Rehydrating data back to the customer will take space, lots of space (depending on the customer’s data types of course). As an example I was looking at this topic for a customer with two years retention of roughly 4TB of data. Our calculations resulted in having to recover back to the customer close to 94TB… both inline or offline. This is a lot of data to move over and that needs to be, once back in the hands of the customer, merged back into the new backup mechanisms. If you can even make this possible with standard file system backups; it is mostly impossible to have something consistent in application backups. Indeed, how would the new backup system know that the data you feed to it dates back to May last year ?

The licensing paradox:

the last issue is the software and technology used for backup. Unless the new provider is using exactly the same software (and most likely the same version and release…), in no circumstances can you reuse the original data; thus enforcing, once again, the need for a rehydration of all the data outside of the backup system as the only viable option. If your backup solution includes physical hardware and the capability to extend the licensing to the new provider, you could think about reselling this piece of equipment but this makes the asset management and the contractual part a bit more complex.

The contractual approach

As you can imagine from the previous chapters, we see that restoring long term retention data is complex and even further complicated the longer the retention (5 or 10 years for example).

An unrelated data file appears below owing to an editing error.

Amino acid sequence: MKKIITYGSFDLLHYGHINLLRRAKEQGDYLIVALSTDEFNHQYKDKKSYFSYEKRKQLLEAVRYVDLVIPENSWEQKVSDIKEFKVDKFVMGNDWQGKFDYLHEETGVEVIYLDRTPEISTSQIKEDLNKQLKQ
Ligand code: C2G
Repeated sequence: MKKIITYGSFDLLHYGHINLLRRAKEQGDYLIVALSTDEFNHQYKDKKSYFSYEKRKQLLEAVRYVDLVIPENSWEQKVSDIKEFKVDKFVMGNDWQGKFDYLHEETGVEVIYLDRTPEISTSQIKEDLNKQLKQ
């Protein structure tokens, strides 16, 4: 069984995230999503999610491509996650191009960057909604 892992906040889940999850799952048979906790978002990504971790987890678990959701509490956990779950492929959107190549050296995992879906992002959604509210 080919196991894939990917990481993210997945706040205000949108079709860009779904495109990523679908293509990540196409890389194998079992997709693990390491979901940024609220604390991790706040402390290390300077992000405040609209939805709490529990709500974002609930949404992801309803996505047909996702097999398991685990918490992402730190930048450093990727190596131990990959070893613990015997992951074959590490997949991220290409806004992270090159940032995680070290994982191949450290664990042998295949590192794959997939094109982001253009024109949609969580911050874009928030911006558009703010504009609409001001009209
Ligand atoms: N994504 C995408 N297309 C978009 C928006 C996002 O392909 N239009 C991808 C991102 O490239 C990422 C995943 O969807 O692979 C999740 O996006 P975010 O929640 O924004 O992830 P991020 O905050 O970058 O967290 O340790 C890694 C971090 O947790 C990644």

The last option we investigate is purely contractual: provide our customers with a “Data Conservation Contract”. The form and execution of such a contract might vary from one provider to another but the general principles are constant: the data stays where it is until all retention is completely expired, and thus all data completely removed for the backups. You have the guarantee that a data set is restored to you in a usable format when you need it. Again, easy to say and do for “file level backups” but not so easy to do for application level backups because one will need an application to read and hosted the restored data set (a database for example…), not to mention the GDPR issues related to that.

As a takeaway, we can only stress, once more and again, that the reversibility remains probably one of the most complex parts of your outsourcing and Cloud projects.